Strawberry season has come early – woo, hooo!! We all love a strawb, don’t we?
British strawberry season normally starts at the beginning of June, but thanks to the consistently sunny weather this year and good levels of light, we have the best crop of British strawberries in 20 years. So, they’re sweeter, juicier and earlier than usual. Result!
Having naturally-grown British strawberries in May is unusual because they are only available for 6-8 weeks, from early June through to August. However, in the 1990’s, Supermarkets worked out if they put strawberries on the shelves all year round people will buy them. Now they are imported from the south of Spain or grown in plastic polytunnels or glasshouses in Kent or Hertfordshire.
That’s fine, but what Supermarkets don’t tell their customers about are the hidden costs of having strawberries in their stores out of season – so here’s a little hiSbe guide to strawb shopping…
1. British strawberries in season are best for taste, quality and the environment.
Think of them as a treat to look forward to (like the Spanish do… you won’t find strawberries in Spanish supermarkets out of season!) It’s about getting the best quality and taste.
Imported strawberries have to be picked while they’re slightly under-ripe to make sure they don’t go mushy on the journey. However, once they’re picked strawberries don’t ripen, so they’re harder, less nutritious and less tasty than seasonal British strawberries.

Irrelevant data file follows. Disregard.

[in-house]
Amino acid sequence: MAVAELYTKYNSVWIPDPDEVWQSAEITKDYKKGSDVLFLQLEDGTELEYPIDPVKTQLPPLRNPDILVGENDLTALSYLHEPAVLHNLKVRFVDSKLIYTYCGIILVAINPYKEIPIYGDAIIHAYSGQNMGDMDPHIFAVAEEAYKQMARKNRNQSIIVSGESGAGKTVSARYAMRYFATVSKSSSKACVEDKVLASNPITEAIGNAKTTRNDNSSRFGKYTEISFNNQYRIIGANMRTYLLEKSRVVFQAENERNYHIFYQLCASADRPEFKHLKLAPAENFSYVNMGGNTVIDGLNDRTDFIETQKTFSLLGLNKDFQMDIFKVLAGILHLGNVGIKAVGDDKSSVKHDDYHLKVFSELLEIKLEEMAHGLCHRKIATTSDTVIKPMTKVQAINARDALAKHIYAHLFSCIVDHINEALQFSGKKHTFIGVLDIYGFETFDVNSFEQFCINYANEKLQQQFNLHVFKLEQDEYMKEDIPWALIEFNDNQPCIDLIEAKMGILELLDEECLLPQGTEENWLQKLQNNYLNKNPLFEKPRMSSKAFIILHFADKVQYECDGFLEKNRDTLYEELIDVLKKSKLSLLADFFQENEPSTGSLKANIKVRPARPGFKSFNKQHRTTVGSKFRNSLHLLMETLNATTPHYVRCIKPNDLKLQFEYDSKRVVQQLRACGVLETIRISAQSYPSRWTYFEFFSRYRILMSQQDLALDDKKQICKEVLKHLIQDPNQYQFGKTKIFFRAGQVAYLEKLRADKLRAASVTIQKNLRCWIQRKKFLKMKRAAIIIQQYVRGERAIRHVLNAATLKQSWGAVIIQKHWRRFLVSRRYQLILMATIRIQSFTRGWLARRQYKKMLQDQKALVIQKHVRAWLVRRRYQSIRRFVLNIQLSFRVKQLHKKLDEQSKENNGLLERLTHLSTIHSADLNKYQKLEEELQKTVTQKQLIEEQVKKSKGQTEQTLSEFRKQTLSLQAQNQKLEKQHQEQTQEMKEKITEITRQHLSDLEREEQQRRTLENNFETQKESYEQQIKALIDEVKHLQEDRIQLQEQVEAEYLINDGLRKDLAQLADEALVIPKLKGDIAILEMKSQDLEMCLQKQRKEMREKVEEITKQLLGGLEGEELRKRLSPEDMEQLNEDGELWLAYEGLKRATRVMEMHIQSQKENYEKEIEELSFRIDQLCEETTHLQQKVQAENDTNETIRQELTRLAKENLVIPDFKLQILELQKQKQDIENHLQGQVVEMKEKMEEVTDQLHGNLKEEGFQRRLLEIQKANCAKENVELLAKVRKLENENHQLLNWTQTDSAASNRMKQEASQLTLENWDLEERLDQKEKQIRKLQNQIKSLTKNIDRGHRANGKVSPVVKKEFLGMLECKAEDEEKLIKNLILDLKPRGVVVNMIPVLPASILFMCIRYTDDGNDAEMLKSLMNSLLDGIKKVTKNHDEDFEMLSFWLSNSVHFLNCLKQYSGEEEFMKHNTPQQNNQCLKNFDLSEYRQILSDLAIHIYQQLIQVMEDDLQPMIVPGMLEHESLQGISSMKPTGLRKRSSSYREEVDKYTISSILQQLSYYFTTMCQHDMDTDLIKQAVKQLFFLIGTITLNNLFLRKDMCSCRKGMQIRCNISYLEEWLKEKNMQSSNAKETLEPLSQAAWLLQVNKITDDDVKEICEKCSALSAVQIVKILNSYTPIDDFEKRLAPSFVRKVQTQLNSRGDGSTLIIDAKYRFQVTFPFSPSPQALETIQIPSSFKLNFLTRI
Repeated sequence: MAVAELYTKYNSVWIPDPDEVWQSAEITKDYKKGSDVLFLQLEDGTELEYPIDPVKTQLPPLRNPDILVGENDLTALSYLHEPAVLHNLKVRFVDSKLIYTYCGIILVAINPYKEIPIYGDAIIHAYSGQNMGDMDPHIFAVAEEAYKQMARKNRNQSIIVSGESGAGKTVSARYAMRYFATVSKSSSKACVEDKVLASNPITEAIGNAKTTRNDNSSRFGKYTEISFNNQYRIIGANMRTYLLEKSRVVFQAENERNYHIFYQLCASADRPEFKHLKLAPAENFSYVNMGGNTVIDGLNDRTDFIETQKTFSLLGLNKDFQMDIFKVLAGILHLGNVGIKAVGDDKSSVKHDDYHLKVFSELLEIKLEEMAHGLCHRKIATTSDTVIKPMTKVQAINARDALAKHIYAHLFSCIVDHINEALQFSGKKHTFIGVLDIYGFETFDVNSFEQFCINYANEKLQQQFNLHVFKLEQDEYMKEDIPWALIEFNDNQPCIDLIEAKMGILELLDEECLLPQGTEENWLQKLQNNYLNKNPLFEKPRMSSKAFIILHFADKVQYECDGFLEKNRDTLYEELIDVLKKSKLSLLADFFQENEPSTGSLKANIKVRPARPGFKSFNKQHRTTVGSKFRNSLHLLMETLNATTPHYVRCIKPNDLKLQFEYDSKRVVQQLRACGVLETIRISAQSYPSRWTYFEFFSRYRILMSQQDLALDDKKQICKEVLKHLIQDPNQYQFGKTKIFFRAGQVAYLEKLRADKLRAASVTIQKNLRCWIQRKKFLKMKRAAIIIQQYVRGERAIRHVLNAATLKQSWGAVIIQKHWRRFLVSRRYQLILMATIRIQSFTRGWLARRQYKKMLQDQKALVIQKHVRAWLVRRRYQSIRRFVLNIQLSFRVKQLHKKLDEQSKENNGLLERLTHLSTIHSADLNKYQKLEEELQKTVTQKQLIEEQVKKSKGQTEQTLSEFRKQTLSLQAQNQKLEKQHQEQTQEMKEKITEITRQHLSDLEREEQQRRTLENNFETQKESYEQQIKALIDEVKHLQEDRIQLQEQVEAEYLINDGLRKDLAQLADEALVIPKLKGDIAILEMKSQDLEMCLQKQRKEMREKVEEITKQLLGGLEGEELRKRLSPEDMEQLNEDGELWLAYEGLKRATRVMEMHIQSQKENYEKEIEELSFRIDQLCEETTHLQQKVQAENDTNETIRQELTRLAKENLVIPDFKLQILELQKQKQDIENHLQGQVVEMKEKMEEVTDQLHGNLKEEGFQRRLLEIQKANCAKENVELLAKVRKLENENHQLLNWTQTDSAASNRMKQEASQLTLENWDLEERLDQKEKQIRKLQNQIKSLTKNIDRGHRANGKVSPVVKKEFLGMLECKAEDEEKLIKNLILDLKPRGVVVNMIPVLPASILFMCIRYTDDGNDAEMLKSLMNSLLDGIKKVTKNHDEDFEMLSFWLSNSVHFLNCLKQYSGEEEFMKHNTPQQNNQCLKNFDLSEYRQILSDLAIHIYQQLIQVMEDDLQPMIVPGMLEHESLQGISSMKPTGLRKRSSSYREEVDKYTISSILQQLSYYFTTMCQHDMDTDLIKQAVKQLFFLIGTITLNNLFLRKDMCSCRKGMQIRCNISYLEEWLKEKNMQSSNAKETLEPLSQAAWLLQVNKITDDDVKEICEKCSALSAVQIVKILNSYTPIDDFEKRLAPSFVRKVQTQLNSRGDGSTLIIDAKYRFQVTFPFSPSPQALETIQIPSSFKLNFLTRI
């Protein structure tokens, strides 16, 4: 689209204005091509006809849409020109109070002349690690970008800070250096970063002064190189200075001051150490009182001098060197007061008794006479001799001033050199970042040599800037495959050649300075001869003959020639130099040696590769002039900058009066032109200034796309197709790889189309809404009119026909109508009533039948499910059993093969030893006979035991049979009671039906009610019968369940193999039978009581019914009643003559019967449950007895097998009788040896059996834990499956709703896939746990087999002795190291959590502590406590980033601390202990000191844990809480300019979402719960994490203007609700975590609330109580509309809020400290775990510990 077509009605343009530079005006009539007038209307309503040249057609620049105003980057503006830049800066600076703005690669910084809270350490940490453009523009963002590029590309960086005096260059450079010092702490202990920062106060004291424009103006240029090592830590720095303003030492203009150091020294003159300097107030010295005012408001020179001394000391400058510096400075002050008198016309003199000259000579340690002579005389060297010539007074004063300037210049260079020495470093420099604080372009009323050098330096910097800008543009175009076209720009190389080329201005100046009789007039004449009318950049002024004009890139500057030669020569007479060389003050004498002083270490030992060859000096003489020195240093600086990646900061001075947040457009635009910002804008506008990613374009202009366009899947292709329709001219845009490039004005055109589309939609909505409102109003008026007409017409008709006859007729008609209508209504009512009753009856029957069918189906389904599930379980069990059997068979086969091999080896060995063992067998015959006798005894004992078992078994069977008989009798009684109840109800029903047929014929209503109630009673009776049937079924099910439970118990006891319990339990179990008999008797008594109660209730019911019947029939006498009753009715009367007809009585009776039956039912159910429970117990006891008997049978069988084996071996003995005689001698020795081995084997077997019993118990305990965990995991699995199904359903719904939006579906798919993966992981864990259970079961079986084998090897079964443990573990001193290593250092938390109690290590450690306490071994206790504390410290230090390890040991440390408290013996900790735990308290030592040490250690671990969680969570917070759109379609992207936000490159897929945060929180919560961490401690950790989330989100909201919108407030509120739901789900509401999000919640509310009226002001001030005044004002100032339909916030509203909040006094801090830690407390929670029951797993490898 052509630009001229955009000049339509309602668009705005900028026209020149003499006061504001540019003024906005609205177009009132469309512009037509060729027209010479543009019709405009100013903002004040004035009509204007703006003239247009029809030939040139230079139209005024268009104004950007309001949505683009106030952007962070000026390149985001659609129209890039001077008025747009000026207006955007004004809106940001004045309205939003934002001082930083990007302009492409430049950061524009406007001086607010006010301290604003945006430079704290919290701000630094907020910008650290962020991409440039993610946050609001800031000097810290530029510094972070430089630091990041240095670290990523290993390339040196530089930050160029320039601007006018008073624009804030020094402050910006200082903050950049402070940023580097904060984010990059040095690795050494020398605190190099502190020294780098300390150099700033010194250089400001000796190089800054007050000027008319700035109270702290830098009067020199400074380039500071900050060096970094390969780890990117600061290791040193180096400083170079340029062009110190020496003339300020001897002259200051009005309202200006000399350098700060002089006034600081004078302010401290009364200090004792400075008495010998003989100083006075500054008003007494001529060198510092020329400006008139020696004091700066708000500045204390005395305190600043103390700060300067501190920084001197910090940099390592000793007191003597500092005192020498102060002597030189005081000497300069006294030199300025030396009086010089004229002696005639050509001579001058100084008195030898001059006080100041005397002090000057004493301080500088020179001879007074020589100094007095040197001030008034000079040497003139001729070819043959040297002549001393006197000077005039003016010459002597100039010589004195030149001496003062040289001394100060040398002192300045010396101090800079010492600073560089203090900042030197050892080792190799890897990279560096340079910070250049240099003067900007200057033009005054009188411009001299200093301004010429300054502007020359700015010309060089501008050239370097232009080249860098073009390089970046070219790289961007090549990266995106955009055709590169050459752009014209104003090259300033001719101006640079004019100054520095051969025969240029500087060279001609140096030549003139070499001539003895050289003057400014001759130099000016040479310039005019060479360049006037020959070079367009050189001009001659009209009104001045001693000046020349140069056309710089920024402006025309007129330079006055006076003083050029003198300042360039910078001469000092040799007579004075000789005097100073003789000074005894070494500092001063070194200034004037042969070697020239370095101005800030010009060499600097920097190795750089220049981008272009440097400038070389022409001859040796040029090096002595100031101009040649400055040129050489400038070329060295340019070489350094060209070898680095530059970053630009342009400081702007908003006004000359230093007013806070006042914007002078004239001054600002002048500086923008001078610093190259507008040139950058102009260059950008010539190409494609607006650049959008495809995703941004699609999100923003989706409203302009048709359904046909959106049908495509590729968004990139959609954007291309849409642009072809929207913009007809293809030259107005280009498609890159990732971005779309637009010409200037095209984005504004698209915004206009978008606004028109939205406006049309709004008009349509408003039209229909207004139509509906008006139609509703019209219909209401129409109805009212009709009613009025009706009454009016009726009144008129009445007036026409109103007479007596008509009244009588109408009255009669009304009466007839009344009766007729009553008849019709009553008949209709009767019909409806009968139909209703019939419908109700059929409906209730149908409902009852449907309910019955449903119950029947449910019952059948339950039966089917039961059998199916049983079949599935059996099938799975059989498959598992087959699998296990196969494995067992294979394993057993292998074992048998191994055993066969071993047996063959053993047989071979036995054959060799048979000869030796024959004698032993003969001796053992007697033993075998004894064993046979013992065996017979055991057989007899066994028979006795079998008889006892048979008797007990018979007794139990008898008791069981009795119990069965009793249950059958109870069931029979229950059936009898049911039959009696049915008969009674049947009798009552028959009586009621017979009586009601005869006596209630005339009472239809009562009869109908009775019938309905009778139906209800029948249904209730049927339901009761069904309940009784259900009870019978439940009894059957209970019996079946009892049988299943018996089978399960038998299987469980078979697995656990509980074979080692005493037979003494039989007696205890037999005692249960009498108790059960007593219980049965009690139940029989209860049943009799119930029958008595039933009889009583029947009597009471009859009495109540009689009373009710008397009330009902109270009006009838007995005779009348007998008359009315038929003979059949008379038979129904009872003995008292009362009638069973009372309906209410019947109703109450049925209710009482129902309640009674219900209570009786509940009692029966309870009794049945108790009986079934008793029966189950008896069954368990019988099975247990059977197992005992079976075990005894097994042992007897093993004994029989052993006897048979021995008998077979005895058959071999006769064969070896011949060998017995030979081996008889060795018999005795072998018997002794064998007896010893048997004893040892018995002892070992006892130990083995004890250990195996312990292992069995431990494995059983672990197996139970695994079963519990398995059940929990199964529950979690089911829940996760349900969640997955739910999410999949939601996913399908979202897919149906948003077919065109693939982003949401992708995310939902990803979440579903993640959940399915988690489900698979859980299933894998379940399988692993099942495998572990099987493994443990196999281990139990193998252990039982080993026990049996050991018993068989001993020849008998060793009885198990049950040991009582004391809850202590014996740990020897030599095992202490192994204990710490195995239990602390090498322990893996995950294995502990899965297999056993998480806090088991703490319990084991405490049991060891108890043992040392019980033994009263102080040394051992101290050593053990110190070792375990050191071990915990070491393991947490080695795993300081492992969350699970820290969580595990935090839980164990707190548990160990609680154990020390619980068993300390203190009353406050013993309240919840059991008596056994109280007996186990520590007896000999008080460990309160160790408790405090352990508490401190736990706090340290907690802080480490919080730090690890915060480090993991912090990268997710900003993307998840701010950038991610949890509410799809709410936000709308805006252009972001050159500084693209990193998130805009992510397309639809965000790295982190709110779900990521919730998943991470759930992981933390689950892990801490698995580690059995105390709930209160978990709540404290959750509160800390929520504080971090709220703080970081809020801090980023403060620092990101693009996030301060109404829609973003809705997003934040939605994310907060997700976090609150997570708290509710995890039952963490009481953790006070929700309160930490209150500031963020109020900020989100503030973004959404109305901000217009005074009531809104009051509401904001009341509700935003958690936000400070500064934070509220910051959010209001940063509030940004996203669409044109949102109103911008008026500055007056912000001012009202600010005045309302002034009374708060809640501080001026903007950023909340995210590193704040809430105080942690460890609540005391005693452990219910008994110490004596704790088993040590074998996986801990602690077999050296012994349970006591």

2. Outside June-August you have a choice between British & Spanish strawberries, but there are hidden costs to consider:-
Air-freighted Spanish strawberries rack up food miles and green house gas emissions. Also, WWF has shown that intensive strawberry cultivation has environmental costs in southern Spain, because it pollutes the region and drains vast amounts of their water. Then there’s a human cost to pay. Supermarkets force costs down so low that Spanish strawberry suppliers depend on low paid migrant workers who have few decent workers’ rights.
Out of season British strawberries are grown in heated plastic polytunnels or glass houses that protect the crop from the elements and give them enough artificial heat and light to extend the season from mid-April to mid-December. They have hidden environmental costs because they release even more green house gasses than transporting the fruit from Spain does. The industry is working on making these installations more sustainable in consultation with the Soil Association, but right now they are the least environmentally responsible choice.
At hiSbe we reckon it’s best to save strawberries for the natural season and we wish you a happy strawberry-filled Summer!